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Meta's implementation of default end-to-end encryption in Messenger is a win for the LGBTQ+ community


Last month, Meta announced that it would be implementing default end-to-end encryption for all personal chats and calls on Messenger and Facebook. With nearly one billion users, Messenger is a central part of the online lives of many people, and the addition of these strong privacy safeguards to messages and calls as a default feature of the service provides greatly increased security for users. End-to-end encryption prevents any third parties from accessing messages sent between users, including the messaging platform itself. This allows for greatly enhanced privacy protections, and is of particular importance for LGBTQ+ users. Messenger’s particular application of end-to-end encryption is notable for not requiring that message data be stored on user’s devices, as it also offers the option for storage on Meta servers while preserving encryption. Deployment of default end-to-end encryption in Messenger and Facebook is an immensely positive sign for the future of privacy and security for all internet users, particularly those who belong to marginalized and vulnerable communities.


We have previously written about the impact of encryption on our community and its importance in protecting our online security and privacy. It is crucial that LGBTQ+ users feel empowered to use the internet without fear of bigoted reprisal and without compromising their privacy or security, as online resources and communities are often crucial, particularly for those who are unable to find acceptance and community outside of these online platforms. Additionally, encryption can be even more crucial for LGBTQ+ youth, who are often those with the most to lose from a loss of privacy, as they often “continue to manage to whom and in what contexts they are out regarding their sexual orientation or gender identity,” according to the Human Rights Campaign. They do this for good reason, as a majority of LGBTQ+ youth have reported feeling unsafe at school because of their identity, and 3 in 10 reported receiving physical threats. This lack of safety can extend into the home, with nearly half of surveyed LGBTQ+ youth who had come out to their parents reporting that they had been made to feel bad about their identity.


However, end-to-end encryption has recently been under attack by critics who claim that it enables criminal activity and hampers law enforcement. Congress is currently considering the EARN IT Act, which would, among other provisions, place pressure on companies to break end-to-end encryption and scan files, photos and messages. The stated purpose of this Act is to prevent the production and dissemination of child sexual abuse material (CSAM), but the erosion of privacy it demands would impact all users, placing vulnerable communities, including LGBTQ+ people, at great risk.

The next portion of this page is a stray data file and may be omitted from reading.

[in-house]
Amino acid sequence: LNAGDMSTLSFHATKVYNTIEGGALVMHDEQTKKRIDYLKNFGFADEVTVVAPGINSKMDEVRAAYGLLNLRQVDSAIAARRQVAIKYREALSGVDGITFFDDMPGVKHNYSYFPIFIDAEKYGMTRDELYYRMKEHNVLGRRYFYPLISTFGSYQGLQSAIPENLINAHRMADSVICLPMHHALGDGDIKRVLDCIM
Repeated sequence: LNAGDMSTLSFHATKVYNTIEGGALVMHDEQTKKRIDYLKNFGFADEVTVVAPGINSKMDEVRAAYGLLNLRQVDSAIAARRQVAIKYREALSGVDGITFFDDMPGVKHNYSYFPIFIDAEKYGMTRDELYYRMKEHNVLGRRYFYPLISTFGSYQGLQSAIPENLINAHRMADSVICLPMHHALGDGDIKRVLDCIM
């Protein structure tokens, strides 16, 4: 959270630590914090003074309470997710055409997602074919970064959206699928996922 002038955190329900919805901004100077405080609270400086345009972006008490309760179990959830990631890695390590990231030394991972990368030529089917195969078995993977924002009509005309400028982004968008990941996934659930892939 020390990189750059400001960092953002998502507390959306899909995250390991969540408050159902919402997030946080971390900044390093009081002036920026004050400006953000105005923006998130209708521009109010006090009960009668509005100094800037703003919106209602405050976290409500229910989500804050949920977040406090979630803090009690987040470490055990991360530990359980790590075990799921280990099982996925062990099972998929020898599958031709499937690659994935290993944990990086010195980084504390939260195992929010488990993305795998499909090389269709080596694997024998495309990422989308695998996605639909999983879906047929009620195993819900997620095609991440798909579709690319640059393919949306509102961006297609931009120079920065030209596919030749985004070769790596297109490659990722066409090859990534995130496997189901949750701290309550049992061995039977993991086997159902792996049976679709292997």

There is good reason to be skeptical of current legislative efforts to regulate online communications. The EARN IT Act comes alongside the STOP CSAM Act and the Kids Online Safety Act (KOSA), both of which are also aimed at protecting children online but carry major repercussions for free expression and the privacy of other users. The ACLU has stated that “The STOP CSAM Act is not a failsafe way to protect kids online, but rather a disaster for the free expression and privacy of all internet users… companies will take extraordinary steps to fundamentally alter the free flow of information and make the internet less free, less private, and less secure.” Such self-imposed restrictions made in response to the law could include the removal of end-to-end encryption. Government efforts meant to protect children but which erode privacy protections will therefore be serving to harm one of the most vulnerable groups they are intended to serve. Lawmakers, advocates, and citizens should keep these considerations in mind when tackling the extremely important issue fo protecting children online.


It is crucial that proposed legislation does not deter more companies from continuing to develop and strengthen tools akin to the end-to-end encryption tools just rolled out for Messenger and Facebook. We hope that Meta’s move towards enhanced security for its users is taken as a challenge for more messaging services to better protect user privacy and encryption efforts during a time when privacy is under such consistent attack.

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